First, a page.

Amino acids present in protein are associated with each other by peptide linkages. The type of amino acids present in protein molecule and their relative proportion and arrangement are unique for each protein. Nutritional value of protein depends primarily on its amino acid composition. From nutritional point of view amino acids are grouped as essential and non essential amino acids.

Essential amino acids are those, which body cannot synthesize and they are required to be supplied in the diets. So they are dietary essential. On the other hand non essential amino acids are those which body can synthesize through transamination. Essential amino acids include threonine, valine, histidine, arginine, lysine, leucine, isoleusine, methionine, phenyalanine, and tryptophan. Non essential amino acids include hydroxyproline, proline, alanine, serine, cystine, gycine, glutamic acid, aspartic acid, tyrosine, and citrulline.

Functions of Proteins:

  • They have role in formation of body structure and tissues

  • They have regulatory function as osmotic pressure, water balance and pH

  • They are necessary for body hormones and enzymes

  • They are required for milk synthesis 

  • They are involved in hereditary transmission

  • They play role in antibodies formation to develop immunity in body



Minerals

Minerals are essential dietary constituents which are required in relatively small quantities. Animal tissue and feed contain about 45 mineral elements in varying quantities. On the basis of requirement minerals are classified as micromineral and macromineral. Macrominerals are those which are required in relatively large amounts while micro minerals are those which are required in small amount. Microminerals are also called trace elements. Calcium, phosphorus, potassium, sodium, chlorine, magnesium and sulphur are the examples of some macrominerals while iron, zinc, manganese, copper, cobalt, iodine, selenium, chromium and molybdenum are the examples of some microminerals. Animal body contains 3-5% minerals on empty body weight basis.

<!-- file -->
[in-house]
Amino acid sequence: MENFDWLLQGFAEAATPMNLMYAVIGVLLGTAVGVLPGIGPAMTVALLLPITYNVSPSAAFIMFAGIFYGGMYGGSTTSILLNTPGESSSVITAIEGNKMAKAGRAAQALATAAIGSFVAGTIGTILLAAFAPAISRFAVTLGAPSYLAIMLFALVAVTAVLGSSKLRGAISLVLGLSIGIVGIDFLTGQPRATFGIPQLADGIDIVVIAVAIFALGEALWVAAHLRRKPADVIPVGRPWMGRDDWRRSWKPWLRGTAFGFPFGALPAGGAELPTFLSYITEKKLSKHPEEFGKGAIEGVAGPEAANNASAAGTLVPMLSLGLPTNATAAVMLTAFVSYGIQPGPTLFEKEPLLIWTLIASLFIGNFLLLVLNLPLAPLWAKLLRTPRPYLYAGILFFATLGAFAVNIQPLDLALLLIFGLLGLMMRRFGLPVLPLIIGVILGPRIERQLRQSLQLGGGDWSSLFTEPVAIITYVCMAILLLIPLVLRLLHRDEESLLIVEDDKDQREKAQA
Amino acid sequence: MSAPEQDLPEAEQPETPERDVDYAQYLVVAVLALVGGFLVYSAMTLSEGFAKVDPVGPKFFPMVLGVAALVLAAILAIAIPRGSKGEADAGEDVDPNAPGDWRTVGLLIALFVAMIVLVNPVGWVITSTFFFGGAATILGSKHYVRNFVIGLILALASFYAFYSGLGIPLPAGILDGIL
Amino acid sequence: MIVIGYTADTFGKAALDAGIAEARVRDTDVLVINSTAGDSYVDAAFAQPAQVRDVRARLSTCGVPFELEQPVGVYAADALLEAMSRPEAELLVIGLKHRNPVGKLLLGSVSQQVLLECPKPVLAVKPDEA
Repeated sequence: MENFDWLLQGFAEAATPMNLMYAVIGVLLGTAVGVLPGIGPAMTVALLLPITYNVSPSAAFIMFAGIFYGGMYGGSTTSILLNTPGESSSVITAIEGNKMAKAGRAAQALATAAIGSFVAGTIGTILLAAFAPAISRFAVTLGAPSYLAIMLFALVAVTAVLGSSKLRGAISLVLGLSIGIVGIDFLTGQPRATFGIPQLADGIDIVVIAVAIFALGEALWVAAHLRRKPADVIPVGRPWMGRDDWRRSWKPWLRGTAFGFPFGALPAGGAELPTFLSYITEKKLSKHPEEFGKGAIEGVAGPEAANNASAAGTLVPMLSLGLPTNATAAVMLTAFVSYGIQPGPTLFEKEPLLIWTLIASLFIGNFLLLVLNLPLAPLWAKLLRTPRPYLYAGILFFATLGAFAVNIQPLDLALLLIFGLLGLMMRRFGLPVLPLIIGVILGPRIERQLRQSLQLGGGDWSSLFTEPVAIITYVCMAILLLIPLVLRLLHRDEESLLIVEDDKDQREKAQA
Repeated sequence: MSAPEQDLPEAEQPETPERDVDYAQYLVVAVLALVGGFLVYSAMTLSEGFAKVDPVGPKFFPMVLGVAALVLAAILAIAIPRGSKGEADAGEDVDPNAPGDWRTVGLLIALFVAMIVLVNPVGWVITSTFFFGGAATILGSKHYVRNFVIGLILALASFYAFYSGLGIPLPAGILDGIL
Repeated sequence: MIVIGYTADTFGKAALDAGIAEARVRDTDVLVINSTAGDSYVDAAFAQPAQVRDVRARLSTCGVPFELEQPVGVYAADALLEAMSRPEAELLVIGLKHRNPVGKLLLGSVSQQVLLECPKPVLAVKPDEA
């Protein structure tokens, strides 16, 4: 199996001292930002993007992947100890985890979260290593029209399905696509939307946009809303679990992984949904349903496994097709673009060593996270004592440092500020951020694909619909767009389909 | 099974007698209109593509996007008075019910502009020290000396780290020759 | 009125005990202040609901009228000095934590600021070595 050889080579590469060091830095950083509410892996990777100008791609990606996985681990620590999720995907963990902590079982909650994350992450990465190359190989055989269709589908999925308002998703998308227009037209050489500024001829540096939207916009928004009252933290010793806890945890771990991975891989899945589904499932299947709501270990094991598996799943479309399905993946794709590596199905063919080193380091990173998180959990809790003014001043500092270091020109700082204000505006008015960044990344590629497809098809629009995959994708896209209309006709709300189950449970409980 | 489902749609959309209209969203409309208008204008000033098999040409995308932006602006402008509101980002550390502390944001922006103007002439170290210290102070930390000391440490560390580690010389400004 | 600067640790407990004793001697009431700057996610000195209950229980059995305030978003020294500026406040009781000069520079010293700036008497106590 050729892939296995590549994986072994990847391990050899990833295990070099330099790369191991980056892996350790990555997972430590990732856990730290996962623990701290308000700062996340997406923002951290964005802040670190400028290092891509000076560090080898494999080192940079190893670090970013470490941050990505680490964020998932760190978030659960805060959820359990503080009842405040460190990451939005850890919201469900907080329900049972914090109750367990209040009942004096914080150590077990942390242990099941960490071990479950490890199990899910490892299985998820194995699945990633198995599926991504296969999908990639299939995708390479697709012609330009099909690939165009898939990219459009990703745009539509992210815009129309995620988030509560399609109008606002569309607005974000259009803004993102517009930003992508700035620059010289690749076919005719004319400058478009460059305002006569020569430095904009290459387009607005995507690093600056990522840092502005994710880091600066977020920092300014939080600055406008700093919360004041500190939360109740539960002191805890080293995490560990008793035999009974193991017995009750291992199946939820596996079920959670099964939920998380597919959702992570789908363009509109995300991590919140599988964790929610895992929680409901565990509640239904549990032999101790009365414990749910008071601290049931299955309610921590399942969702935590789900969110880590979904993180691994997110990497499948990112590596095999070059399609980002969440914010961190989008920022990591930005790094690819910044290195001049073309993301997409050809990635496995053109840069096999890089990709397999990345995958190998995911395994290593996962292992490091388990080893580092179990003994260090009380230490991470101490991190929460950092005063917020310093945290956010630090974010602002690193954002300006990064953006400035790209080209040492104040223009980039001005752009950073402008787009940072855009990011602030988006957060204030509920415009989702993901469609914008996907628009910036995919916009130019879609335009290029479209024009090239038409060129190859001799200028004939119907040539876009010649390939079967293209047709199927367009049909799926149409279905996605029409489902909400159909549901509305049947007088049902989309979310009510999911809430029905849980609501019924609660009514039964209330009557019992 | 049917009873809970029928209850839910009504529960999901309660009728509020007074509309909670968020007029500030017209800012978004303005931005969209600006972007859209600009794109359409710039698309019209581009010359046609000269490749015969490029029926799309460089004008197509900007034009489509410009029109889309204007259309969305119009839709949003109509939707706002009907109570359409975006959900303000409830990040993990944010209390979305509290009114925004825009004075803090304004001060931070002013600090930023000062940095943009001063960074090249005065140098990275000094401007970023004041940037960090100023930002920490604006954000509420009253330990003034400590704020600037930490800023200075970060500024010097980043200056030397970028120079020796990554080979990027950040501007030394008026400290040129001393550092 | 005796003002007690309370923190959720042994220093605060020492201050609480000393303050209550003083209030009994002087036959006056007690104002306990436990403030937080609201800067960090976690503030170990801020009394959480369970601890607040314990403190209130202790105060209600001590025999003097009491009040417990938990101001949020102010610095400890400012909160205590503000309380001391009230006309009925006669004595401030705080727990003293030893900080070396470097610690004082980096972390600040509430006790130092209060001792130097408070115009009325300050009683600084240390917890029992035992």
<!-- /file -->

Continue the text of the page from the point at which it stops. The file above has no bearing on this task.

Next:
Functions of Minerals:

  • They give rigidity and strength to body skeleton

  • They are components of certain biomolecules such as proteins, phospholipids, mucopolysaccharides, hormones and vitamins

  • They also act as activator of many enzymes

  • As soluble salts, they play an important role in osmosis, acid base balance, muscle contraction and nerve transmission

  • Mineral status of animal also affects the balance of symbiotic microflora of gastrointestinal tract, modulates immunity and helps the animals against stress.



Vitamins

Vitamins are complex organic compounds that are essential for life and good health. These are classified as fat soluble vitamins and water soluble vitamins. Fat soluble vitamins include A, D, E and K while water soluble vitamins are thiamin (B1), riboflavin (vitamin B2), niacin (vitamin B3), pantothenic acid (vitamin B5),  pyridoxamine (vitamin B6), cobalamin (vitamin B12), choline, folic acid and ascorbic acid (vitamin C).